This Channel 4 documentary last night claimed that the central focus of the film was Princess Margaret and her supposed love affair with the criminal John Bindon. Right at the get go, we were told he was “One of London’s most notorious and violent criminals” however it seems that many of those close to him, the Princess included, were more than happy to overlook that fact given that Bindon had charisma by the bucket load.
In case you missed it, the story began in Mustique which was Princess Margaret’s “Caribbean retreat” and the place she was best able to relax away from the constant scrutiny of the British ‘establishment’ to whom Margaret was not only a ‘black sheep’ but often a thorn in their upper crust sides…
By 1974, Margaret’s affair with Roddy Llewellyn was all over bar the shouting so just as the monarchy’s spin doctors were possibly daring to breathe a sigh of tentative relief, Margaret’s friend, Dana Gillespie – upper class actress and singer – introduced Margaret to John Bindon.
He too was an actor and Dana had invited him to join her on Mustique that year. John ‘Biffo’ Bindon had appeared in several British movies during the late sixties and early seventies, and was arguably most noted for his roles in the films Poor Cow, Performance and Get Carter.
But as well as being an actor, Bindon was also a violent gangland criminal whose childhood was spent in post-war deprivation in Fulham. During the sixties, he’d been in prison for assault and living off the earnings of a prostitute.
Margaret and Bindon met during lunch on Mustique and the documentary claimed Bindon made a “deep impression Princess Margaret”. Inevitably, Bindon and Margaret’s then continued friendship eventually drew attention from the press and when the money greedy Bindon started talking to journalists, the British Security Services stepped in and, according to Bindon, told him he would have to keep quiet about anything to do with Margaret.
But then, when Bindon was involved in a highly publicised murder case, the stakes got even higher for the British monarchy and something akin to panic set in for the monarchy.
In the meantime, Bindon was still the darling of the Hooray Henry set on Mustique and Dana Gillespie claimed John “would make people weak with laughter.
“He was so funny, you had to have five or ten minutes break to get away from him because he’d make your jaws ache”.
What she didn’t mention was that if you crossed him – or he could earn a few quid from it – he’d quite possibly violently break those same jaws in a heartbeat.
Other interviewees in the film claimed Bindon was also “well endowed” and as his long-term girlfriend Vicki Hodge put it, this was a big “advantage” where the ladies were concerned. It was also noted that Bindon could, and did, perform “party tricks” with said well endowed member, one of which was “the helicopter” trick which involved him “whirling it around like helicopter blades” then slapping it down on the bar…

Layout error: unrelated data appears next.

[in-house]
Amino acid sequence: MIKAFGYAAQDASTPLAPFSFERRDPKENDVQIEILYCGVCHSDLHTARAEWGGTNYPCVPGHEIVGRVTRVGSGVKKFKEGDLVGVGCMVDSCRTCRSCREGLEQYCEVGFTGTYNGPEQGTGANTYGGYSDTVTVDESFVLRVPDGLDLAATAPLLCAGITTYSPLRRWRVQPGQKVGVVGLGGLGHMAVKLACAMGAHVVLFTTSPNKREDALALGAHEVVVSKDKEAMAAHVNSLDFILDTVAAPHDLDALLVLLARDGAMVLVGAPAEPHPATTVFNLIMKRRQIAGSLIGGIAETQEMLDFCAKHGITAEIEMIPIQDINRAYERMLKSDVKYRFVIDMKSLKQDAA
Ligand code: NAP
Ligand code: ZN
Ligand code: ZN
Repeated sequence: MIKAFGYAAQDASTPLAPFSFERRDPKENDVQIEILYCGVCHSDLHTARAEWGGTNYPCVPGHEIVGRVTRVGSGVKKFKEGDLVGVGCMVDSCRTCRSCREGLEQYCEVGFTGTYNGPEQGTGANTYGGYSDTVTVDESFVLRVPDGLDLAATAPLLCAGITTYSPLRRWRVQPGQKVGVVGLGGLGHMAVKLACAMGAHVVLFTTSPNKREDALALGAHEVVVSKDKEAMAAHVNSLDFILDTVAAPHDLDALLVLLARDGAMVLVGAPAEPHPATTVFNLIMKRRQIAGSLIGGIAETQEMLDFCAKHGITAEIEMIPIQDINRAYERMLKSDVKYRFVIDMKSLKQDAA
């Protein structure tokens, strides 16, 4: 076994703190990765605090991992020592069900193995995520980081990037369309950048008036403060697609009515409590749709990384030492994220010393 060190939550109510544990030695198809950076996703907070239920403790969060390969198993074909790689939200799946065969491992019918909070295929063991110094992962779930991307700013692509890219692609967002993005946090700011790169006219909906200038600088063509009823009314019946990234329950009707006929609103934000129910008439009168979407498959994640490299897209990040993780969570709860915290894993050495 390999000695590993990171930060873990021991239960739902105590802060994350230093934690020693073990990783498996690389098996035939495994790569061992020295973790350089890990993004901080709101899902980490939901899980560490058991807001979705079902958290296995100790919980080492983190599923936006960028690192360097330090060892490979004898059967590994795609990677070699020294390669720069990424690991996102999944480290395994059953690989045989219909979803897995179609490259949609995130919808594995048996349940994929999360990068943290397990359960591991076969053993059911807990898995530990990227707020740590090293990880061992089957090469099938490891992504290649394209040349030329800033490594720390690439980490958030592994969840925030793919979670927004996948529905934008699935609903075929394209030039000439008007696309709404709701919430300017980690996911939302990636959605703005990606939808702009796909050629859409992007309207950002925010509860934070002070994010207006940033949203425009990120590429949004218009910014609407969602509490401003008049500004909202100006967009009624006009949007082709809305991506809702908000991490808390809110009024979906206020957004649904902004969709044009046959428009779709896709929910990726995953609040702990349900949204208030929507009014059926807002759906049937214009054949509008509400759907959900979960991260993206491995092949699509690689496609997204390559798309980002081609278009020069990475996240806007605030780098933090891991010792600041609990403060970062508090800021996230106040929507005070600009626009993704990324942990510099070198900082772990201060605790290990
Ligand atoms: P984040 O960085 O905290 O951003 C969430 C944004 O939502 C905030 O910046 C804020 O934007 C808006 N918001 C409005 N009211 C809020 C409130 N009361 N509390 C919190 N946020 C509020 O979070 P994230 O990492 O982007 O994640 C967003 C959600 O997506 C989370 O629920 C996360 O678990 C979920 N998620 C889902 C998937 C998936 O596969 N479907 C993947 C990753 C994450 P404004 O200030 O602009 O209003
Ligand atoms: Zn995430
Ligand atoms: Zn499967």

Fun times indeed. Let’s hope the bowls of peanuts were covered with cling film…
Hodge said she found him “frightfully funny”. She’d have had a right laugh if she’d met Peter Sutcliffe then I assume.
The raison d’être of this rather tasteless documentary was whether Princess Margaret took Bindon’s helicopter to bed, but frankly, who cares? I always felt that Margaret was unjustly vilified at the time sacrificed a great deal for the sake of her family and the monarchy in general, and truthfully, had she been around today doing what she did, most people wouldn’t bat an eyelid.
Margaret’s associates always denied that Bindon was anything more than an acquaintance, and of all the people interviewed for the documentary, only Hodge insisted Margaret and Bindon had been sexually involved and this sad woman seemed rather too keen to rake up the past, possibly in the hope of turning a buck or two.
Ultimately, this show wasn’t about Margaret at all; it was pretty much a look at the life and times of Bindon who was nothing more than a sycophant opportunist who saw his chance to make money by befriending Margaret.
Bindon eventually became a solitary and reclusive heroin addict and died of an Aids related disease in 1993.
It was ridiculous of the makers of this documentary to constantly insist that Margaret’s association with Bindon brought about her vilification in the British media. The Daily Mirror ran the Margaret-Bindon expose after he was tried for murder – for which he was somewhat inexplicably acquitted – in 1978.
As I mentioned earlier, some of the royal scandals since then made this one seem like a Brownie’s tea party by comparison.
You can read more media coverage surrounding this and other Margaret-Bindon rumours in this Daily Mail article.